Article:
Children are spending thousands of dollars on in app purchases, FTC asked to step in

Kids don’t really understand the value of money until they get their first job and more importantly have to move out and live on their own. This poses a problem if you’re a parent and give your kid an iPad or iPhone or iPod touch and they install something silly like a Smurfs game and then spend thousands of dollars on gimmicky virtual items like snowflakes, berries, and whatever else makes the Smurfs universe operate. One 8 year old charged $1,400 to her parents credit card thanks to in app purchases according to the Washington Post. This rightfully has parents concerned, but it’s US Representative Edward Markey who actually wants to do something about it. He wants the Federal Trade Commission (FTC) to launch a formal investigation on the matter, and in his letter to the FTC [PDF file] he specifically cites how app developers are targeting children’s ignorance of the monetary system in order to make a living.

At this point you’re probably shaking your head. Apple includes safety mechanisms that can prevent in app purchases from ever even happening. More so, these 8 year old kids with Apple products most likely have enough street smarts to figure out how to install the damn thing themselves, so why not give them an iTunes gift card instead of giving them free reign with your credit card? Is this a case of bad parenting turned into sensational headlines that drive government to action? Most likely.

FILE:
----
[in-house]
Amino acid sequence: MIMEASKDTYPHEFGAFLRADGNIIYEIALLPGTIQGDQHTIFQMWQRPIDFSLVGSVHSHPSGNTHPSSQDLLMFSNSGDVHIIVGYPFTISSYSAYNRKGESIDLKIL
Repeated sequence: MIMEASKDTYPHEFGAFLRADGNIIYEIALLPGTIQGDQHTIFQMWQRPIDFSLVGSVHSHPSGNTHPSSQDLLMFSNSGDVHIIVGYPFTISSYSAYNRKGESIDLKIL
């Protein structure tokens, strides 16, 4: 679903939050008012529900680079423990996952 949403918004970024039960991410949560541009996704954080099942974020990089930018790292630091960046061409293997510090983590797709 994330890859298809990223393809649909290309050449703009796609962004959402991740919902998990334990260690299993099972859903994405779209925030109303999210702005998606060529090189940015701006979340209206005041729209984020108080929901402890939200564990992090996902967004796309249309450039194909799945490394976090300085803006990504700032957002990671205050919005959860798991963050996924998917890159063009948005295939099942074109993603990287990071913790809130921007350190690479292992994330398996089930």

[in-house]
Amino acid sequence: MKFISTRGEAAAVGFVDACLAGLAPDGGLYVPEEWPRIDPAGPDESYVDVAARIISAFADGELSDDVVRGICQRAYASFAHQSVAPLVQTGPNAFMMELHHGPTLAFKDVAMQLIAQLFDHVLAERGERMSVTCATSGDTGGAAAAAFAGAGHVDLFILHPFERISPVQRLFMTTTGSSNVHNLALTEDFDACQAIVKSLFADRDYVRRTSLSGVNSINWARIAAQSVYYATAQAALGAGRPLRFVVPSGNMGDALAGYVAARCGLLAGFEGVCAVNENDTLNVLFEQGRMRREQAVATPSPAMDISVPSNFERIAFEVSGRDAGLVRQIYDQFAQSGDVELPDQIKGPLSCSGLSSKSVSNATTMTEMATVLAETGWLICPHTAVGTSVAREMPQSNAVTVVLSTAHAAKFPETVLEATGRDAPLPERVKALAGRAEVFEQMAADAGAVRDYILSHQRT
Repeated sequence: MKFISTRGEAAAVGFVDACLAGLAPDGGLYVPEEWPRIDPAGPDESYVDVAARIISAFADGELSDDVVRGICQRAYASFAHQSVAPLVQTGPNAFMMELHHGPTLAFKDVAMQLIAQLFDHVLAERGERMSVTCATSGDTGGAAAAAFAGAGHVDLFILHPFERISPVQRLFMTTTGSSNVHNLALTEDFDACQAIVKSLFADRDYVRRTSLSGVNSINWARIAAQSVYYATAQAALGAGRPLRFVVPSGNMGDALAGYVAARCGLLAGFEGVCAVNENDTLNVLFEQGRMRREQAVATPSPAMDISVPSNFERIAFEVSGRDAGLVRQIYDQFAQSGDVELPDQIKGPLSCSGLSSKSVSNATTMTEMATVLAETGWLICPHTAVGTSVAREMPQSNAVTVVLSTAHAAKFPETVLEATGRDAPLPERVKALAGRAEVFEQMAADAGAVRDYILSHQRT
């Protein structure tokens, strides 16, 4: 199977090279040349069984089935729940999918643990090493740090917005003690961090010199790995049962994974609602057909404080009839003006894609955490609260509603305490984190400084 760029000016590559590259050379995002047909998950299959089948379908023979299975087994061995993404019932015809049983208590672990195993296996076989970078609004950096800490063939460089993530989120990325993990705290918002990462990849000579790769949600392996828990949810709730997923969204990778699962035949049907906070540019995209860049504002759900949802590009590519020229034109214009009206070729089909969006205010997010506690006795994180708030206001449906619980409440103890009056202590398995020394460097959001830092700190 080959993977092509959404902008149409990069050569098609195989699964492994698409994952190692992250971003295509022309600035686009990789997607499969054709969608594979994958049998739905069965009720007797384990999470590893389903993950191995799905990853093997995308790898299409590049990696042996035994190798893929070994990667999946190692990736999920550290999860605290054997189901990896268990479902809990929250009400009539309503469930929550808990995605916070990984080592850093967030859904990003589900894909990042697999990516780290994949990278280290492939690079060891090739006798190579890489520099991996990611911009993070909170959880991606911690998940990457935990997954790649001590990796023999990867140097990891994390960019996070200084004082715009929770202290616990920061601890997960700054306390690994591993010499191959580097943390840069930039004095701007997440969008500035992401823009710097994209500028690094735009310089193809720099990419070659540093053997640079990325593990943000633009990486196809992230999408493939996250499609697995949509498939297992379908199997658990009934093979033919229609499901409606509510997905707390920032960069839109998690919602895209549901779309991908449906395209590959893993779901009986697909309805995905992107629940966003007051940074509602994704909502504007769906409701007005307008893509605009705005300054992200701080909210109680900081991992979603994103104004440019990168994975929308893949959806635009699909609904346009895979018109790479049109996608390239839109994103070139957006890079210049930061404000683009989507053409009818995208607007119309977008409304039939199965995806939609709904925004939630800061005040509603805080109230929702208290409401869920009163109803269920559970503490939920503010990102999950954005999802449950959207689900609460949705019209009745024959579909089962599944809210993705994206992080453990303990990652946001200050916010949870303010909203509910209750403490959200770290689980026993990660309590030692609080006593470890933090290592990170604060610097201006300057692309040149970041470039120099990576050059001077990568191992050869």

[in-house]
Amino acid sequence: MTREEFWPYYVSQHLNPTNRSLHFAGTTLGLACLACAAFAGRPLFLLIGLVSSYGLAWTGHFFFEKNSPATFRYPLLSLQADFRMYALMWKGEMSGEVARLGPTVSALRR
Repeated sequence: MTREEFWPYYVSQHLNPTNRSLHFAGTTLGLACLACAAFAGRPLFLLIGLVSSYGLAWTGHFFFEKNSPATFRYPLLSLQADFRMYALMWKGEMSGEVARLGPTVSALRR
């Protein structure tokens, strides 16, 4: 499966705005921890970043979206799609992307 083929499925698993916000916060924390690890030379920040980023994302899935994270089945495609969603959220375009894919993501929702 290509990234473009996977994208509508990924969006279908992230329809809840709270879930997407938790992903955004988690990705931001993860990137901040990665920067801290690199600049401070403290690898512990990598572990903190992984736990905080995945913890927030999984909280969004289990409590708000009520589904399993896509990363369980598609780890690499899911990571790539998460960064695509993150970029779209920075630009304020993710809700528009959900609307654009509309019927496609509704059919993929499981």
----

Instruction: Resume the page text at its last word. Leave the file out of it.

Google only recently turned on in app purchases and they’ll be in an even sticker situation since they allow operator billing. Your kid doesn’t even need your credit card number, he’ll just charge it to the phone bill that comes in the mail once a month, and the next one is likely to give you a heart attack.

Solution? Make kids pay for their own wireless devices and service. Better yet, give them their own bank account and debit card. Teach them how money works.

[Via: Ars.Technica]

  • Bad parenting. End of statement.

  • Well, some of these apps are kind of misleading regarding in-app purchases. I know multiple people whose kids racked up big bills on some fish game because (they said) the app doesn’t represent the purchases as being in real money, so the kids go crazy because they think they’re buying stuff in play money.

    Anyway, that’s what I’m told. I don’t have kids and I don’t use these apps.

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